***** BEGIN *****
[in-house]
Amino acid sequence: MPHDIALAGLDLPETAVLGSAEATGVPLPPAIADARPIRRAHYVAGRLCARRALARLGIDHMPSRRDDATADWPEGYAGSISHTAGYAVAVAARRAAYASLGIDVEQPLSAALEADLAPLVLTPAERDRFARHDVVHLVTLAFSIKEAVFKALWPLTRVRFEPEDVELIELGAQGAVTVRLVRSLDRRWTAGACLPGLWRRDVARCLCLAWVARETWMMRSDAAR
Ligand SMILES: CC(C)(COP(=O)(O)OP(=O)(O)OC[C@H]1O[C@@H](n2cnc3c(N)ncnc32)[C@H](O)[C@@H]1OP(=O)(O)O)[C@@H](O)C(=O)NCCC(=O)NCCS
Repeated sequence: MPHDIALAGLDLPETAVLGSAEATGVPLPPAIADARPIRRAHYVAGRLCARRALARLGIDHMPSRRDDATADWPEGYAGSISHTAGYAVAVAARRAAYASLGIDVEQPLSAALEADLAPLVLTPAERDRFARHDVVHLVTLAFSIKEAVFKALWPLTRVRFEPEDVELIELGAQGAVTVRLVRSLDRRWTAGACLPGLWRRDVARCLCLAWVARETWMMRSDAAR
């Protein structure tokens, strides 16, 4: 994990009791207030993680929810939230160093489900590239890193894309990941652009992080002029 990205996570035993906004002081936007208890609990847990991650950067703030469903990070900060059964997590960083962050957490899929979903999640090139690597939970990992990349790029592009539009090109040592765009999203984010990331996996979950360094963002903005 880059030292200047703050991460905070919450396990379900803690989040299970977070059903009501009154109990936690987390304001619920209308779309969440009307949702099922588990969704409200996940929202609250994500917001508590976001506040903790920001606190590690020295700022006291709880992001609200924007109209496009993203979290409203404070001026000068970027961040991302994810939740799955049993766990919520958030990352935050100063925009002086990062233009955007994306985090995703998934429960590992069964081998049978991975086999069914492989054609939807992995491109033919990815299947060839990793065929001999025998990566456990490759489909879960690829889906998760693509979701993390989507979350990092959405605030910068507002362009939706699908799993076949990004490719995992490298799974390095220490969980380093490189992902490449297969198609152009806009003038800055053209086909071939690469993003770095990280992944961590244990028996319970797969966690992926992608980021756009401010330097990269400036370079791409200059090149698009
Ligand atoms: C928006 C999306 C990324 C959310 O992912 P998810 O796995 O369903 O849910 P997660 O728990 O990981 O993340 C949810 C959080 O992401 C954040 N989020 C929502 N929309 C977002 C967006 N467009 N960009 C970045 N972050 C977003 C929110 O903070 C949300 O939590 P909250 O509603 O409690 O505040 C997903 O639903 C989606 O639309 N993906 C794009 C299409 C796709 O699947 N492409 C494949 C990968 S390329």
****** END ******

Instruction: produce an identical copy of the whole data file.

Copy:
[in-house]
Amino acid sequence: MPHDIALAGLDLPETAVLGSAEATGVPLPPAIADARPIRRAHYVAGRLCARRALARLGIDHMPSRRDDATADWPEGYAGSISHTAGYAVAVAARRAAYASLGIDVEQPLSAALEADLAPLVLTPAERDRFARHDVVHLVTLAFSIKEAVFKALWPLTRVRFEPEDVELIELGAQGAVTVRLVRSLDRRWTAGACLPGLWRRDVARCLCLAWVARETWMMRSDAAR
Ligand SMILES: CC(C)(COP(=O)(O)OP(=O)(O)OC[C@H]1O[C@@H](n2cnc3c(N)ncnc32)[C@H](O)[C@@H]1OP(=O)(O)O)[C@@H](O)C(=O)NCCC(=O)NCCS
Repeated sequence: MPHDIALAGLDLPETAVLGSAEATGVPLPPAIADARPIRRAHYVAGRLCARRALARLGIDHMPSRRDDATADWPEGYAGSISHTAGYAVAVAARRAAYASLGIDVEQPLSAALEADLAPLVLTPAERDRFARHDVVHLVTLAFSIKEAVFKALWPLTRVRFEPEDVELIELGAQGAVTVRLVRSLDRRWTAGACLPGLWRRDVARCLCLAWVARETWMMRSDAAR
């Protein structure tokens, strides 16, 4: 994990009791207030993680929810939230160093489900590239890193894309990941652009992080002029 990205996570035993906004002081936007208890609990847990991650950067703030469903990070900060059964997590960083962050957490899929979903999640090139690597939970990992990349790029592009539009090109040592765009999203984010990331996996979950360094963002903005 880059030292200047703050991460905070919450396990379900803690989040299970977070059903009501009154109990936690987390304001619920209308779309969440009307949702099922588990969704409200996940929202609250994500917001508590976001506040903790920001606190590690020295700022006291709880992001609200924007109209496009993203979290409203404070001026000068970027961040991302994810939740799955049993766990919520958030990352935050100063925009002086990062233009955007994306985090995703998934429960590992069964081998049978991975086999069914492989054609939807992995491109033919990815299947060839990793065929001999025998990566456990490759489909879960690829889906998760693509979701993390989507979350990092959405605030910068507002362009939706699908799993076949990004490719995992490298799974390095220490969980380093490189992902490449297969198609152009806009003038800055053209086909071939690469993003770095990280992944961590244990028996319970797969966690992926992608980021756009401010330097990269400036370079791409200059090149698009
Ligand atoms: C928006 C999306 C990324 C959310 O992912 P998810 O796995 O369903 O849910 P997660 O728990 O990981 O993340 C949810 C959080 O992401 C954040 N989020 C929502 N929309 C977002 C967006 N467009 N960009 C970045 N972050 C977003 C929110 O903070 C949300 O939590 P909250 O509603 O409690 O505040 C997903 O639903 C989606 O639309 N993906 C794009 C299409 C796709 O699947 N492409 C494949 C990968 S390329």